Powerful Partnerships. Transforming Our World.
 

Democratic Republic of Congo

Young farmers learn new techniques and become more food secure.

My gratitude [goes] to the Diocese of Two Kasai. Through this project, I became one of the important people in my community. I was the farmer without skills, but now I can produce more food for my family and I am proud to be called farmer. I am able to satisfy the basic needs of my family.
— Luboya Mosuth, Bakamba Commune, Mbujimayi, DRC
 
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LIVES IMPACTED: 523 and counting

GRANT AMOUNT $68,459

HOW YOU CONTRIBUTED!

For $300 you purchased a carpenter's tool kit for one student.

For $1,000 you provided salaries for the instructors.

For $3,422 you covered the costs of one student to complete the course.

GLOBAL TRUSTEES APPROVED OCT 2016; COMPLETED MARCH 2019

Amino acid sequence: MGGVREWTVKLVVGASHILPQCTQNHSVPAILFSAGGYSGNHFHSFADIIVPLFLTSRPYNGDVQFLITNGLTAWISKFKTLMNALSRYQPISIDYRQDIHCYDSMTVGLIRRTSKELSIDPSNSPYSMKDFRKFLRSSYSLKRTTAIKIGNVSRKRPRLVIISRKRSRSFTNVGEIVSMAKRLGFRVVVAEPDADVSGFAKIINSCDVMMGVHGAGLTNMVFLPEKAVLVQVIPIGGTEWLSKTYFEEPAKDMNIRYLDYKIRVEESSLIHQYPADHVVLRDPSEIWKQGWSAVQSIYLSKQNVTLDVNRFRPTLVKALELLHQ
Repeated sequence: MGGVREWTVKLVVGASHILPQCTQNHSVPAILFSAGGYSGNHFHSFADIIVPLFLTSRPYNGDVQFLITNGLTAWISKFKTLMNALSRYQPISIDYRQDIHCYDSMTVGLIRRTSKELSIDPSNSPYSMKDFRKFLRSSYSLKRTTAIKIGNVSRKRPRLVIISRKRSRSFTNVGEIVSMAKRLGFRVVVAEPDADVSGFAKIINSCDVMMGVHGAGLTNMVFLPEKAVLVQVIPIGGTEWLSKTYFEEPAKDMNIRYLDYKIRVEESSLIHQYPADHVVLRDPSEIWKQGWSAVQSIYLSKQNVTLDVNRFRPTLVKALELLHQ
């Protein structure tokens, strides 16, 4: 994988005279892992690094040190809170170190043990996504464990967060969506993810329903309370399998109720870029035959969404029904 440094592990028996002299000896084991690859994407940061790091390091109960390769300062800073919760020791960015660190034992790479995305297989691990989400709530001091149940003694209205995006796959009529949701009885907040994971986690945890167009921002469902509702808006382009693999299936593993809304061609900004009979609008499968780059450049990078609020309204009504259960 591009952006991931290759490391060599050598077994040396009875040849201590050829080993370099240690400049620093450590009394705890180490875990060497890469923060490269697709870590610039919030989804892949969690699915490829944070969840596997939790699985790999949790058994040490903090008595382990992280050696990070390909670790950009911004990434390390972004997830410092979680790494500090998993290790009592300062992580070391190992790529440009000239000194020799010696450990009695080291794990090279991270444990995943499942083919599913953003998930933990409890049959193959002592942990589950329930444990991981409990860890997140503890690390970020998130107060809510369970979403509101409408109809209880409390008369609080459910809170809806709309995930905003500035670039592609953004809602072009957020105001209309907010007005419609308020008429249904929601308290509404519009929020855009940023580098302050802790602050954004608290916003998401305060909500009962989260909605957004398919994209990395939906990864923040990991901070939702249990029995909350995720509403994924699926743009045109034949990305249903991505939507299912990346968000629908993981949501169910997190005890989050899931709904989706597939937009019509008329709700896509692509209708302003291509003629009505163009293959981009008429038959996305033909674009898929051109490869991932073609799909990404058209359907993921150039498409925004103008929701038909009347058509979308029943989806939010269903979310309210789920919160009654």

Help Spread the Word!

The unrest in the Democratic Republic of Congo (DRC) has decimated viable employment opportunities for young people. As a result, many boys and young men ran off with the rebels to become child soldiers. When the government reclaimed the area, many of these boys were reintroduced to society. Without much education or skills, though, their options remain slim, and the government often perceives them as troublemakers.

Through this project, the church has had an opportunity to show love to these unwanted boys by providing them with community and a purpose. With ARDF funds, the Anglican Diocese of North Kivu constructed a vocational center in Butembo that is training graduating primary students in carpentry skills.

ARDF believes in sustainable, holistic programs. In 2012, ARDF funded a similar project in the town of Aru, near the Ugandan border. It was a huge success. The Aru center has been able to expand due to community support and profits from furniture made at the school.

The Butembo center is based on the same model.

All ARDF projects are holistic, providing practical help with spiritual growth. The students also receive personal support and spiritual mentoring. Many of the youth are orphans of war and will benefit from lessons on reconciliation and forgiveness.

Read the Original Research Report Here

 
 
 

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